Another purpose of dolls is that it was something to do when no one else was available to play with. When you are a youngster dolls can be a great escape, especially if you have a good imagination. For instance my friend and I would always make up “episodes” with our dolls. These “episodes” were really fun for us as we got to direct our own sort of play with the dolls. We could do anything we wanted to in these “episodes” and they were really fun; whether it be was secret mission involving the rescue of dolls or just a scene from a show we had watched that day.
Either way dolls were entertaining. I’m really glad my parents entertained my doll obsession for so long.
The dolls created some good memories for me and my friends. I even collected them, the dolls, at some point, which ended with me having far more than I could ever need; 27. :)
Anyways I hope this answers your question.

MissAusten's avatar

We got our daughter a new baby doll when we were expecting our second child so she could practice being gentle. She preferred to carry it around by one foot with its head bumping along the wood floor. Sometimes she’d stuff it under the couch cushions and say it had died and was buried. We were very careful never to leave her alone with her baby brother after that. ;)

faye's avatar

lol

laureth's avatar

The only reason I was interested in dolls was because I could make things for them. I liked making things. My favorite was Cave Barbie – I made her leather clothes, bow and arrow, chipped little arrowheads. It was more about the challenge of making things small.

The_Compassionate_Heretic's avatar

For kids, they are fun and they stimulate the imagination.

RealEyesRealizeRealLies's avatar

@laureth

You’re kidding right… Cave Barbie?

faye's avatar

I had animals for caring and nurturing and you couldn’t just dump them like a toy. tho my favorite thing as a little girl was a pair of REAL high heels from a neighbor with tiny feet. hmmm

SeventhSense's avatar

@RealEyesRealizeRealLies
Oh wow it was a long time coming but Ken and Barbie…well things were rocky and that G.I.Joe well, he’s a bad boy

filmfann's avatar

To show the nice policeman where the priest touched you.

SeventhSense's avatar

@RealEyesRealizeRealLies
That was a funny commercial. Hard to believe that that came out in early 1990’s.
God I have to stop getting older every year

asmonet's avatar

Um, your imagination? Were you born without one or something?

RealEyesRealizeRealLies's avatar

@asmonet

My imagination was spent slaying dragons and rescuing damsels, out-doors with a stick for a sword. I also imagined myself as the greatest home run hitter of all time while slugging rocks across the field with that very same stick. I played hot-wheels and built towns and race tracks out of mud because I never got any of the orange track to keep me inside. My daisy beebee gun warded off all sorts of wild animals and protected my tree house from murderous convicts and evil monsters.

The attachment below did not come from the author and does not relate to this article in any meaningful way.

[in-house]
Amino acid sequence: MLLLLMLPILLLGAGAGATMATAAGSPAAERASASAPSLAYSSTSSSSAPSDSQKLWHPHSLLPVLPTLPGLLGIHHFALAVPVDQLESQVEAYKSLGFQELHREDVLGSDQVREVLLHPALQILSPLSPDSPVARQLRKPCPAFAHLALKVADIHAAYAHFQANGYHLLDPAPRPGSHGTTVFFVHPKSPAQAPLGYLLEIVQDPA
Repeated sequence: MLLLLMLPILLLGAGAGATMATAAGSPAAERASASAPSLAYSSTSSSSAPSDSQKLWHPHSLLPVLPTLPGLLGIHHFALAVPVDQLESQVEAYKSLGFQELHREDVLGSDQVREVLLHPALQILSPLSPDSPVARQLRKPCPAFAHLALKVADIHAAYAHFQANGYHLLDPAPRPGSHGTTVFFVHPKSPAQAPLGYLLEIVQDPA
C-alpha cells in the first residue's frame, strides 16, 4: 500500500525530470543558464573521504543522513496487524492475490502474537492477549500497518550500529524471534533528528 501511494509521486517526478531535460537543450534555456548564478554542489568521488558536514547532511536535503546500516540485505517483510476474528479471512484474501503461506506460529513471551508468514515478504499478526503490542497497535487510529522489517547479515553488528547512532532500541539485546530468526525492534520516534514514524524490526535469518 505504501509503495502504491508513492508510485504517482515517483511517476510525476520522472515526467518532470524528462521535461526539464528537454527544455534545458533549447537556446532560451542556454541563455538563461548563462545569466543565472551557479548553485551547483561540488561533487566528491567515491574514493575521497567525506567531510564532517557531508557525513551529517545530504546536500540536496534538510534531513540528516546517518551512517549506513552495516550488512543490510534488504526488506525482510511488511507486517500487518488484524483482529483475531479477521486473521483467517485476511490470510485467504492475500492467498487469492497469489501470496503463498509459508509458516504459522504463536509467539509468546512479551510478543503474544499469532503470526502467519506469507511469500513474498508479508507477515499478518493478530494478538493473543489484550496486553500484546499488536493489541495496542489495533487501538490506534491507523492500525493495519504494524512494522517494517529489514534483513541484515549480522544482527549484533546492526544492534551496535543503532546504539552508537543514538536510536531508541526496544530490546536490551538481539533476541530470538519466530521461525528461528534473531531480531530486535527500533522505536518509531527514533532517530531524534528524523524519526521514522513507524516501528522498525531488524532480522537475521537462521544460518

I built imaginary relationships with my dog (Keno) who I was convinced could talk and was sometimes the only one in the universe that could understand me and my problems. Keno and I killed many monsters together, most often in the form of rodents and possum.

asmonet's avatar

Not all of us play in first person, most people go through a ‘God phase’ as a kid. Then again, some just make themselves the center of the universe, rather than their characters. Looks like you were the latter. :)

And your cars are pretty close, no? You set up races? Explosions? Dramatic falls off cliffs into muddy waters? Same thing, without a face on it. Stories are stories. No matter how simplistic, the tools can change.

RealEyesRealizeRealLies's avatar

@asmonet

Sure, I guess the hot-wheels could be a form of doll, so in that sense I played with them. There were no other kids around where I grew up, and I never had any friends from school come over until high school.

My bike was a big factor too, taking me anywhere I wanted to go… sometimes it was a motorcycle… sometimes a horse. My bike was prized possession.

asmonet's avatar

Like, I said – you were your own character. Each kid waves their freak flag in their own special way.

Me? I dissected a Barbie once with movable joints because I wanted to know how they worked. On my roof. In my ‘laboratory’.

Don’t judge me.

RealEyesRealizeRealLies's avatar

Hehee… I did steal a Barbie once from a little girl… just to give it back to her with head blown off by fire crackers and body riddled with bee-bees.

Who’s to judge?

pinkparaluies's avatar

@RealEyesRealizeRealLies I only had one Ken. haha. Which naturally fueled a lot of barbie drama.

Strauss's avatar

I grew up in a era before it was considered “appropriate” for boys to play with either dolls or action figures, and before “Ken” or “GI Joe”. I did have a “Howdy Doody” marionette that I used to perform with for family & friends, but I think that would be different than a doll per se… The closest we had to action figures were the little green soldiers. We would buy them by the hundreds and play “war” with my troops vs. my brother’s or my neighbors. I don’t know if that had any effect on my growing up to be a pacifist.

laureth's avatar

@RealEyesRealizeRealLies – “Cave” Barbie was based on Ayla in the Clan of the Cave Bear book I’d just read at the time. It wasn’t a real official Barbie.

RealEyesRealizeRealLies's avatar

@laureth

You should call Barbie Corp with the idea. Sounds like a great one! complete with pet dino on a leash and cave dwelling with stone furniture

Cromagnum Ken?

Strauss's avatar

@laureth Clan of the Cave Bear Good series. I read them back in the ‘80’s!